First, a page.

Yul-yan-man in the Kabi Kabi language means “walk slowly”. This is a great concept, take time to enjoy the beautiful views, and the rock scrambling challenges and consider the diversity of the vegetation.
Yul-yan-man trail is very rocky.
Yul-yan-man trail is marked with pink arrows.
Trachyte Circuit and Jack Ferris Lookout.
Going down a steep section of the Yul-yan-man.
Near the end of the Yul-yan-man, the trail intersects the Trachyte Circuit. Walk for about 400m to reach Jack Ferris Lookout where you can enjoy great views over the Glass House Mountains.
Jack Ferris Lookout was built to celebrate the Centenary of Federation. It is named after Jack Ferris, a pioneer of the district, who turned 100 in the centenary year.
The six British colonies of Queensland, New South Wales, Victoria, South Australia, Tasmania and Western Australia formed one nation. The Constitution of Australia came into force on 1 January 1901, and the colonies together became the states of the Commonwealth of Australia.
Then retrace your steps back to the Trachyte Circuit and turn left at the intersection.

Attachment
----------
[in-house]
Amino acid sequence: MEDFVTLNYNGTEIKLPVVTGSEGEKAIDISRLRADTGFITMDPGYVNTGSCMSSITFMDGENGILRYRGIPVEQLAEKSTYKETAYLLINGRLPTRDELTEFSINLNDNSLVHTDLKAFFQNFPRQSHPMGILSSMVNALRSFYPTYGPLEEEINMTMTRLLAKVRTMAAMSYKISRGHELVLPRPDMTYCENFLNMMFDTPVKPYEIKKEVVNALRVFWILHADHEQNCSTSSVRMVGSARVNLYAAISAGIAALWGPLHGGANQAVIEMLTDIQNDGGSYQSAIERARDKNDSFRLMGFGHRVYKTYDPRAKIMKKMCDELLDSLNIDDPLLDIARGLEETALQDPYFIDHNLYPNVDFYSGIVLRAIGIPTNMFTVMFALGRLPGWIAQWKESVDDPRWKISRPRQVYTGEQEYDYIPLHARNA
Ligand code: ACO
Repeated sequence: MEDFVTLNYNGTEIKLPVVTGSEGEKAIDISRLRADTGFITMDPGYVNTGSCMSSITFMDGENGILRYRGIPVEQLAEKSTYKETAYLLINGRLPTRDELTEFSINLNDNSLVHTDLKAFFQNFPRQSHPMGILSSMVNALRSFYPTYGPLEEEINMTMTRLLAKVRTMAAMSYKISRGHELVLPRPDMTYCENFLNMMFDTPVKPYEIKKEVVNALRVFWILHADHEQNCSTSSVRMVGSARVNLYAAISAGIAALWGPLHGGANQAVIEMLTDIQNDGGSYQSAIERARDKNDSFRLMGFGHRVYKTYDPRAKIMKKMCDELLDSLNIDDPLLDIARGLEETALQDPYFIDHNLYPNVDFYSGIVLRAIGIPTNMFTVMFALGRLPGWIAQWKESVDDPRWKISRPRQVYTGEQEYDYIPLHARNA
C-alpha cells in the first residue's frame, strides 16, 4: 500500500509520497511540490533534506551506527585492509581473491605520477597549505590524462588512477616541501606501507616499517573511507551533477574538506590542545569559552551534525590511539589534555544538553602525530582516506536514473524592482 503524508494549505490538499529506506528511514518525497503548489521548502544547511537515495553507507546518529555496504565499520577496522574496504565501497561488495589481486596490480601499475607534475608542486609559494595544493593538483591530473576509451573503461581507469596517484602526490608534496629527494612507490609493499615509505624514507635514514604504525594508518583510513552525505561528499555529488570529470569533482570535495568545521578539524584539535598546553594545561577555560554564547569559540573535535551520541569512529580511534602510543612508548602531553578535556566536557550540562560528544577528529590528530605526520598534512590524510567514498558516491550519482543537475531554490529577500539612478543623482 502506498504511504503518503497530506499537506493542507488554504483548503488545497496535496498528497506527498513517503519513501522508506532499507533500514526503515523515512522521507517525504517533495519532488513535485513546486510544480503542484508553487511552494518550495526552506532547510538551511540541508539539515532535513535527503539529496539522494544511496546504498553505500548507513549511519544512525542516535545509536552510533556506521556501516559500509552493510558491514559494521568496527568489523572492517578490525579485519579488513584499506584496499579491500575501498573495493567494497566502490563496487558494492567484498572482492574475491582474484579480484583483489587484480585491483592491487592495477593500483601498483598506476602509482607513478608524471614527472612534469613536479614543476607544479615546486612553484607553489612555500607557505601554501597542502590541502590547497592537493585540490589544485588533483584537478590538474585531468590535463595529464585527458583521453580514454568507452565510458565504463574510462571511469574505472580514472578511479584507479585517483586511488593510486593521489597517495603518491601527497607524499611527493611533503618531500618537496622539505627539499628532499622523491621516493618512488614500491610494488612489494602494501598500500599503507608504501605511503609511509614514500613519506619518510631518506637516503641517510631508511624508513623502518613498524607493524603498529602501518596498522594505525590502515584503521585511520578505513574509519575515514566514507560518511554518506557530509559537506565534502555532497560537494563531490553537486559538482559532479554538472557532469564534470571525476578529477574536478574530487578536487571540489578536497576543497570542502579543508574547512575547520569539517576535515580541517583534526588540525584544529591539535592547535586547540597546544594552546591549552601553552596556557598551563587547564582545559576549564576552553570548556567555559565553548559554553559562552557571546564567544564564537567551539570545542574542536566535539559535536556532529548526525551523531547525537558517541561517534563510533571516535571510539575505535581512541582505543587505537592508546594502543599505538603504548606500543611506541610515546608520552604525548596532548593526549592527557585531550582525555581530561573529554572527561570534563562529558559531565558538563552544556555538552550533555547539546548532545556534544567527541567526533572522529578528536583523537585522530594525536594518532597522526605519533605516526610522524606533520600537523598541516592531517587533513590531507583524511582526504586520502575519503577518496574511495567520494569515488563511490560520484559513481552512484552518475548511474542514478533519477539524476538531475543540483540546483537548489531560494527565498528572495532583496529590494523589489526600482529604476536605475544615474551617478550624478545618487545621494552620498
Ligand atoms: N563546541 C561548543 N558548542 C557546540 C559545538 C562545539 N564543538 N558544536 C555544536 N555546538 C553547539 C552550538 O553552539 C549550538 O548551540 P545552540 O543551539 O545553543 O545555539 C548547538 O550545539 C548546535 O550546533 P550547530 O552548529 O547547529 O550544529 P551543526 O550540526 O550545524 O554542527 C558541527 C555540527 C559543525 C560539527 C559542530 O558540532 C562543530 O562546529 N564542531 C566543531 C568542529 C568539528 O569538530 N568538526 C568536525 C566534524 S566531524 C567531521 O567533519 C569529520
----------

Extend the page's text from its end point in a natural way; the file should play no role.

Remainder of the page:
The Trachyte Circuit connects with the Soldiers Settlers Trail, which leads back to the Beerburrum carpark.
Close Encounter with a Carpet Python.
Views from Jack Ferris Lookout, in front is Mount Tibberoowuccum 220m, behind on the left is Mount Beerwah 556m and on the right is Mount Ngungun 263m.
Just after visiting Jack Ferris Lookout, we come across the biggest and longest carpet phyton we have ever seen! Not just it was very long, certainly more than 2 metres, but it was also very stocky and looked very healthy. A stunning reptile, in full day, probably out hunting. Since the female is bigger than the male, this probably was a female.
The reptile flicked her tongue out multiple times, in order to collect chemicals in the air. She wasn’t particularly concerned about the presence of many humans all busy taking photos and videos and she kept slithering along the trail minding her business.
Encountering wildlife is always very special, adding more meaning to the hike and how paramount is to protect the land for flora and fauna.
A huge carpet python in the scrub.
The Glass House Mountains were formed about 25 million years ago. They were volcanic plugs, the cores of volcanoes which erupted and buried the existing sandstone landscape.